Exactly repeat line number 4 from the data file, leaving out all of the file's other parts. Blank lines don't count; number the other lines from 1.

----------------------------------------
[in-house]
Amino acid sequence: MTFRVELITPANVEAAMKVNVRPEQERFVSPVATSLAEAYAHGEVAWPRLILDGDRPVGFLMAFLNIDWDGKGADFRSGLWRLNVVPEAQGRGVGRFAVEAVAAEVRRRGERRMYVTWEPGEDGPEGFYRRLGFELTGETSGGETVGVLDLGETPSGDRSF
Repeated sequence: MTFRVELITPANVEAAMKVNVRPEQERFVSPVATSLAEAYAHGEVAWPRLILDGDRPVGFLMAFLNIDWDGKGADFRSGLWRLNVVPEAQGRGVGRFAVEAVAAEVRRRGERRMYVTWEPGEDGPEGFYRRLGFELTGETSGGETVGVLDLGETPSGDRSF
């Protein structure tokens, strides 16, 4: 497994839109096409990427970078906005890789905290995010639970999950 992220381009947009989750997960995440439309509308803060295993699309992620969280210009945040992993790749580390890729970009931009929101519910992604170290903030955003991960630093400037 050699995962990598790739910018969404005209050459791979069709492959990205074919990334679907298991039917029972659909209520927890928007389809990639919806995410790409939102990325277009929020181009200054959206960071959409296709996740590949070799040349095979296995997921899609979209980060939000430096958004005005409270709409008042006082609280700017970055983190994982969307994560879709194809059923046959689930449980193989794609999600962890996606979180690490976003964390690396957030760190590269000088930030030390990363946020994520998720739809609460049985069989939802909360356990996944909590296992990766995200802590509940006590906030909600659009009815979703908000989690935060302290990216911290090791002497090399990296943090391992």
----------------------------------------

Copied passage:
């Protein structure tokens, strides 16, 4: 497994839109096409990427970078906005890789905290995010639970999950 992220381009947009989750997960995440439309509308803060295993699309992620969280210009945040992993790749580390890729970009931009929101519910992604170290903030955003991960630093400037 050699995962990598790739910018969404005209050459791979069709492959990205074919990334679907298991039917029972659909209520927890928007389809990639919806995410790409939102990325277009929020181009200054959206960071959409296709996740590949070799040349095979296995997921899609979209980060939000430096958004005005409270709409008042006082609280700017970055983190994982969307994560879709194809059923046959689930449980193989794609999600962890996606979180690490976003964390690396957030760190590269000088930030030390990363946020994520998720739809609460049985069989939802909360356990996944909590296992990766995200802590509940006590906030909600659009009815979703908000989690935060302290990216911290090791002497090399990296943090391992």